I will remember that I do not treat a fever chart, a cancerous growth, but a sick human being, whose illness may affect the person's family and economic stability. My responsibility includes these related problems, if I am to care adequately for the sick.

I will prevent disease whenever I can, for prevention is preferable to cure.

I will remember that I remain a member of society, with special obligations to all my fellow human beings, those sound of mind and body as well as the infirm.

If I do not violate this oath, may I enjoy life and art, respected while I live and remembered with affection thereafter. May I always act so as to preserve the finest traditions of my calling and may I long experience the joy of healing those who seek my help.
 

HarryOatcake

02/02/04 -24/12/17
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I think we should interfere like we most usually do,
and protest most vehemently
and create a possible political issue again.

If only to demonstrate our outraged concern
which never amounts to anything
other than to offend the RagHeads. [:p]

Harry.
 

SteveH

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Maybe a dose of fitting the punishment to the crime would be a good thing here too, perhaps not to that extent, ie maiming people, but some sort of 'common justice' would be more of a deterrant than current sentancing I believe.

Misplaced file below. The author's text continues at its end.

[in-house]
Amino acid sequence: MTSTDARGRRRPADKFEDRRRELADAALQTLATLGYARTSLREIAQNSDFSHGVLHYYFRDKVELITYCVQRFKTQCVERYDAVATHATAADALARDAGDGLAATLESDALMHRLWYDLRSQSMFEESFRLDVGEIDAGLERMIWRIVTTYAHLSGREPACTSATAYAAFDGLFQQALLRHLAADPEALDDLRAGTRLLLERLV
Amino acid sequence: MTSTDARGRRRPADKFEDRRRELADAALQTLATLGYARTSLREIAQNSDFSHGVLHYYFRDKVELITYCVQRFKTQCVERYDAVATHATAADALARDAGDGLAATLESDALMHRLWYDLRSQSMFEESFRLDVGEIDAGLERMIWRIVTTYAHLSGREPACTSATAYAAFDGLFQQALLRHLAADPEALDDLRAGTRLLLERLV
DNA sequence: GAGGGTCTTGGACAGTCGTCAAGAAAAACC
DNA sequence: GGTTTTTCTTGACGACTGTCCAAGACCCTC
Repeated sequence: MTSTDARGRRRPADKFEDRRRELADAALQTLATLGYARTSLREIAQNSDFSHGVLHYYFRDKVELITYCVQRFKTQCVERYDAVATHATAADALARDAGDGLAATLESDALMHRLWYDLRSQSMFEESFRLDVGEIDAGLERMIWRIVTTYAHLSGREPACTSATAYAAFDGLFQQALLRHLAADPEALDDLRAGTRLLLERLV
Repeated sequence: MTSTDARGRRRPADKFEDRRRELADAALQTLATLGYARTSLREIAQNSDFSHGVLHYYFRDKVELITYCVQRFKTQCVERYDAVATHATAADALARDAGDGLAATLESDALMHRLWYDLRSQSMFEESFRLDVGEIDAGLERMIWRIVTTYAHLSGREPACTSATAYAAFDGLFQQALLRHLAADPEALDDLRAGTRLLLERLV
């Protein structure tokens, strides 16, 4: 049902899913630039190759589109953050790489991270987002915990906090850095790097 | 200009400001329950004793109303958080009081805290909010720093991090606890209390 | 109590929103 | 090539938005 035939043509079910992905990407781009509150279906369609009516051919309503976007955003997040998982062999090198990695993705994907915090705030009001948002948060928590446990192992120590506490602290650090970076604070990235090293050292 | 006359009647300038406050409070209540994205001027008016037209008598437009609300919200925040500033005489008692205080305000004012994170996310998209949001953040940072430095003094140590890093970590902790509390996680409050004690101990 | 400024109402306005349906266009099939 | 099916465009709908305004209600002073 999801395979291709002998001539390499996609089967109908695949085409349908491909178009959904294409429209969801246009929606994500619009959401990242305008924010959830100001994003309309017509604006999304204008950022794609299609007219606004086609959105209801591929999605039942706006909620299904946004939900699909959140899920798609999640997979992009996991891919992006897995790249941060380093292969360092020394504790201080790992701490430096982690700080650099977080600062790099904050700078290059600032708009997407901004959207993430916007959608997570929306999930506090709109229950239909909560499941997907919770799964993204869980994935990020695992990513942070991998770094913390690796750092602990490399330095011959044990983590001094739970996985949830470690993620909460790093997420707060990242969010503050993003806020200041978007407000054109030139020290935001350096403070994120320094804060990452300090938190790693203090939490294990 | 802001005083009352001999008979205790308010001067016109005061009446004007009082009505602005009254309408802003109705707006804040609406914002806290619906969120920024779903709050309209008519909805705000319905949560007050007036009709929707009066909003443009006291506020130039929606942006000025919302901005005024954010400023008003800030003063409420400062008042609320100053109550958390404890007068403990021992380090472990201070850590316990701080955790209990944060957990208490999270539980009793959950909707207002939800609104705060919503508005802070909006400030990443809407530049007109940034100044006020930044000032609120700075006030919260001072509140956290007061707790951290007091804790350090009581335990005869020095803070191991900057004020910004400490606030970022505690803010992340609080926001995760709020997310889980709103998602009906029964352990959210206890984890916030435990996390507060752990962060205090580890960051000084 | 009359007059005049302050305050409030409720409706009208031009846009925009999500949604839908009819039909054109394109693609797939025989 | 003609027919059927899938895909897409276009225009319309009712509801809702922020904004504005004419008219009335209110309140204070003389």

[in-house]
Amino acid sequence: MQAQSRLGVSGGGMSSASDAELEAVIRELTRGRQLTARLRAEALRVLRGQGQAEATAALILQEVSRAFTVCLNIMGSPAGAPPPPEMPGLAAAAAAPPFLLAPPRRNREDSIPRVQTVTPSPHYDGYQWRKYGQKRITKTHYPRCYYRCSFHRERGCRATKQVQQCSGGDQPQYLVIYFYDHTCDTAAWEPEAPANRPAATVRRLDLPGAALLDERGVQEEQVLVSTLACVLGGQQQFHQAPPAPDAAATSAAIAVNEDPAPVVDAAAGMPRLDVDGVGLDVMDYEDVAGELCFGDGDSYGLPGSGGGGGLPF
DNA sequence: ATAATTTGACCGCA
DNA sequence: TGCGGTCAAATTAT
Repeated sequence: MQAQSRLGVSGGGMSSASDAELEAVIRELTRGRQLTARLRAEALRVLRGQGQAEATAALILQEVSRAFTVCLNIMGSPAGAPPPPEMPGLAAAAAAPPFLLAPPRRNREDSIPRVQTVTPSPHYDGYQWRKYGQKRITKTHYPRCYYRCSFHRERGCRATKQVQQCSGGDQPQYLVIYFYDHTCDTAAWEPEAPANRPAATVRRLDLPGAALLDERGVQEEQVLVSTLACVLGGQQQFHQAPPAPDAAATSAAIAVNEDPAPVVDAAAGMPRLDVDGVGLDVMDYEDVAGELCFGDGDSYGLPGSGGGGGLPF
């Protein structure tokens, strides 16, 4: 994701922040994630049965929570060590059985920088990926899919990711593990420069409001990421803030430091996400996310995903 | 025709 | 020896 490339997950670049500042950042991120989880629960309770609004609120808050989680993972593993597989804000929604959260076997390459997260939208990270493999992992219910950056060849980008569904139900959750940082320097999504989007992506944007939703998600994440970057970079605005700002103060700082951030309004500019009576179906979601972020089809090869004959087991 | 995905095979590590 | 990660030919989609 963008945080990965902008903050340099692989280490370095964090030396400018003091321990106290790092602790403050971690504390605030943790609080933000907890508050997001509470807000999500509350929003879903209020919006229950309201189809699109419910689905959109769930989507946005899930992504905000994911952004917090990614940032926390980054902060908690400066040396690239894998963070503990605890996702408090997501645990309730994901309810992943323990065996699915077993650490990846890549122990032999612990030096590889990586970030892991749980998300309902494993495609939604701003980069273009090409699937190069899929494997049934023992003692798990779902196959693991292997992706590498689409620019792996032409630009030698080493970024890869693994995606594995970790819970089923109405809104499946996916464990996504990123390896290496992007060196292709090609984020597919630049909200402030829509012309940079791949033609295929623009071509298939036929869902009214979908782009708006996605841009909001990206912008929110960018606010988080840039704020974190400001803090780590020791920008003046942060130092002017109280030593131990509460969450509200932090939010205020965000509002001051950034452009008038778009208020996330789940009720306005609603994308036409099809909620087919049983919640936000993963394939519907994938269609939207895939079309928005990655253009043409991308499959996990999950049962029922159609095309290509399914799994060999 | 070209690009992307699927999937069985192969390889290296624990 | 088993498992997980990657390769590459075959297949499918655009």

Examples, in Japan fare dodgers are taken miles from habitation, have theuir shoes removed and made to walk back to their homes under supervision to ensure they do not blag lifts or that family do not pick them up.

In Korea, there was one example of a family who started a major forest fire with a carelessly abandoned camp fire being sentenced to re-planting an equivalent acreage of trees lost. this sentence was passed around 20 years ago and they are still out there planting trees each and every weekend.

I believe that someone convicted of burglary should have their belongings confiscated as well as having to pay back the full replacement value of stolen goods, pay for any damage caused to the burgalled property etc.

Yeah there are problems with this, and it aint PC, but it would make people think twice I feel.
 

Fishnets

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Tis their laws and tis their country they know the score. Awful though it is seeing beheadings, hangings on mini cranes, row upon row some times, stoneings etc....
A doctor over there would probably do it, would have to if told.
Criminals over here get off lightly sometimes for serious crimes. What would you llike to happen to someone who badly hurt/killed/raped family or friends?
 

gibby

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Is this for real or something culled from the pages of the Sun or the Daily Mail? If the latter I would take it with a large pinch of salt.

If it is fact, then as others have said, its their country and their rules. How many people on this and other sites complaining about foreigners criticising our country, culture and way of life?